In geology, the crust is the outermost solid shell of a rocky planet, dwarf planet, or natural satellite. It is usually distinguished from the underlying mantle by its chemical makeup; however, in the case of icy satellites, it may be distinguished based on its phase (solid crust vs. liquid mantle).
Most terrestrial planets have fairly uniform crusts. Earth, however, has two distinct types: continental crust and oceanic crust. These two types have different chemical compositions and physical properties, and were formed by different geological processes.
Planetary geologists divide crust into three categories, based on how and when they formed.
This is a planet's "original" crust. It forms from solidification of a magma ocean. Toward the end of planetary accretion, the terrestrial planets likely had surfaces that were magma oceans. As these cooled, they solidified into crust. This crust was likely destroyed by large impacts and re-formed many times as the Era of Heavy Bombardment drew to a close.
The nature of primary crust is still debated: its chemical, mineralogic, and physical properties are unknown, as are the igneous mechanisms that formed them. This is because it is difficult to study: none of Earth's primary crust has survived to today. Earth's high rates of erosion and crustal recycling from plate tectonics has destroyed all rocks older than about 4 billion years, including whatever primary crust Earth once had.
However, geologists can glean information about primary crust by studying it on other terrestrial planets. Mercury's highlands might represent primary crust, though this is debated. The anorthosite highlands of the Moon are primary crust, formed as plagioclase crystallized out of the Moon's initial magma ocean and floated to the top; however, it is unlikely that Earth followed a similar pattern, as the Moon was a water-less system and Earth had water. The Martian meteorite ALH84001 might represent primary crust of Mars; however, again, this is debated. Like Earth, Venus lacks primary crust, as the entire planet has been repeatedly resurfaced and modified.
This is the most common type of crust in the Solar System. Most of the surfaces of Mercury, Venus, Earth, and Mars comprise secondary crust, as do the lunar maria. On Earth, we see secondary crust forming primarily at mid-ocean spreading centers, where the adiabatic rise of mantle causes partial melting.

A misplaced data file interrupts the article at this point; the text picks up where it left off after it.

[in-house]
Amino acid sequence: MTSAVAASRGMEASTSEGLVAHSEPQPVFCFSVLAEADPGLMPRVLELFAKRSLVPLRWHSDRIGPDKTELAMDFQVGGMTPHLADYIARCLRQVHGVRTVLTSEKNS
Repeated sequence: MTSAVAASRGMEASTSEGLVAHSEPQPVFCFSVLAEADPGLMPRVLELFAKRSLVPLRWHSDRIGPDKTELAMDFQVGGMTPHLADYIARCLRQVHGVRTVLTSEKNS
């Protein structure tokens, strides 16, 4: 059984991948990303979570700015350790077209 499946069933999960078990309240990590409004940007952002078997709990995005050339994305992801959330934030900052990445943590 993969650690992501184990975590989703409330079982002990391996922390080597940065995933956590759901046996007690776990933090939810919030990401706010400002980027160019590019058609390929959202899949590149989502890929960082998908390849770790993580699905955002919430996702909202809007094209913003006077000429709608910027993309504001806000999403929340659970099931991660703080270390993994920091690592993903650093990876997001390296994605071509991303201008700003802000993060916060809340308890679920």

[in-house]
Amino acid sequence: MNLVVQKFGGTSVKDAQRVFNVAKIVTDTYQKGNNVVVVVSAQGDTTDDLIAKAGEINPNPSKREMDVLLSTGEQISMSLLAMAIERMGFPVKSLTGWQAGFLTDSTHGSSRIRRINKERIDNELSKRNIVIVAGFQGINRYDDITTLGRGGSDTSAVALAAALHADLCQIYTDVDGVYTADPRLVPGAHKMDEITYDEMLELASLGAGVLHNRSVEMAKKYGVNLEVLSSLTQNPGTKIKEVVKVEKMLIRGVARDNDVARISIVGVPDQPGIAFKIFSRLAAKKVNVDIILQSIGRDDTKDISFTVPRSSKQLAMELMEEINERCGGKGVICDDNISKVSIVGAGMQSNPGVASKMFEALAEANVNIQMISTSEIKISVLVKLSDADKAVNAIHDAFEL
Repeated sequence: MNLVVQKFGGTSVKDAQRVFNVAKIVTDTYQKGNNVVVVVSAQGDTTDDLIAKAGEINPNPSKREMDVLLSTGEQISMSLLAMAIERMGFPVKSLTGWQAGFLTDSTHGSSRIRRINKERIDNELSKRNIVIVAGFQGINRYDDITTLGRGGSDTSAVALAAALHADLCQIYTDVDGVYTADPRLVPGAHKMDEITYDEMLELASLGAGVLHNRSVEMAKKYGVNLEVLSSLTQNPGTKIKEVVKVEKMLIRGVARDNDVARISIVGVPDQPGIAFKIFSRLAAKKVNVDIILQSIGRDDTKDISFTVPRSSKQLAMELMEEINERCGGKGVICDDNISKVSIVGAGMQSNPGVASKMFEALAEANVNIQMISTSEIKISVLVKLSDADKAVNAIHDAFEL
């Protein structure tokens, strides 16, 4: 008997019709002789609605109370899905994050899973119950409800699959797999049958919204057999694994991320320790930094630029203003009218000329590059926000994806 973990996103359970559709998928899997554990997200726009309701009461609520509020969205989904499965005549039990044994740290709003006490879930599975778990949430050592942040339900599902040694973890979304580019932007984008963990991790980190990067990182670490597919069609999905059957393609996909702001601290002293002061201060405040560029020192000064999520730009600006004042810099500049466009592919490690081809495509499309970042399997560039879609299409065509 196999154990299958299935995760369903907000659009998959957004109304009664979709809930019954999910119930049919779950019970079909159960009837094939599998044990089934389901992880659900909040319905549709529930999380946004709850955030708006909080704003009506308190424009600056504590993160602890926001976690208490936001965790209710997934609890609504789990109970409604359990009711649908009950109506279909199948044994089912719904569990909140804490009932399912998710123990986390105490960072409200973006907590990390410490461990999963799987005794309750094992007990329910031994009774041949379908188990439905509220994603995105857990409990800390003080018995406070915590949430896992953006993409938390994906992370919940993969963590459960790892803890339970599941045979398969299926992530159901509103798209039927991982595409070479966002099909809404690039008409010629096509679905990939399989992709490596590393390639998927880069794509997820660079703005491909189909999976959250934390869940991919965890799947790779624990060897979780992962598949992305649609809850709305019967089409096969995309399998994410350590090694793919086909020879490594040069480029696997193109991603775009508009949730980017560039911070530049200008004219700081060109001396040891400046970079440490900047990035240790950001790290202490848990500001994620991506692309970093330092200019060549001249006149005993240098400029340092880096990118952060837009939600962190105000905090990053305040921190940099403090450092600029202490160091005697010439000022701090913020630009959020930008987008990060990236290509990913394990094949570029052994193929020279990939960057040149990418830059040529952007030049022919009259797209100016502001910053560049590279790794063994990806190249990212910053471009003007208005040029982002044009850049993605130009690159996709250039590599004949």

Tertiary crust is more chemically-modified than either primary or secondary. It can form in several ways:
The only known example of tertiary crust is the continental crust of the Earth. It is unknown whether other terrestrial planets can be said to have tertiary crust, though the evidence so far suggests that they do not. This is likely because plate tectonics is needed to create tertiary crust, and Earth is the only planet in our Solar System with plate tectonics.
The Earth's crust is a thin shell on the outside of the Earth, accounting for less than 1% of Earth's volume. It is the top component of lithosphere: a division of Earth's layers that includes the crust and the upper part of the mantle. The lithosphere is broken into tectonic plates that move, allowing heat to escape from the interior of the Earth into space.
A theoretical protoplanet named "Theia" is thought to have collided with the forming Earth, and part of the material ejected into space by the collision accreted to form the Moon. As the Moon formed, the outer part of it is thought to have been molten, a “lunar magma ocean.” Plagioclase feldspar crystallized in large amounts from this magma ocean and floated toward the surface. The cumulate rocks form much of the crust. The upper part of the crust probably averages about 88% plagioclase (near the lower limit of 90% defined for anorthosite): the lower part of the crust may contain a higher percentage of ferromagnesian minerals such as the pyroxenes and olivine, but even that lower part probably averages about 78% plagioclase. The underlying mantle is denser and olivine-rich.
The thickness of the crust ranges between about 20 and 120 km. Crust on the far side of the Moon averages about 12 km thicker than that on the near side. Estimates of average thickness fall in the range from about 50 to 60 km. Most of this plagioclase-rich crust formed shortly after formation of the moon, between about 4.5 and 4.3 billion years ago. Perhaps 10% or less of the crust consists of igneous rock added after the formation of the initial plagioclase-rich material. The best-characterized and most voluminous of these later additions are the mare basalts formed between about 3.9 and 3.2 billion years ago. Minor volcanism continued after 3.2 billion years, perhaps as recently as 1 billion years ago. There is no evidence of plate tectonics.
Study of the Moon has established that a crust can form on a rocky planetary body significantly smaller than Earth. Although the radius of the Moon is only about a quarter that of Earth, the lunar crust has a significantly greater average thickness. This thick crust formed almost immediately after formation of the Moon. Magmatism continued after the period of intense meteorite impacts ended about 3.9 billion years ago, but igneous rocks younger than 3.9 billion years make up only a minor part of the crust.
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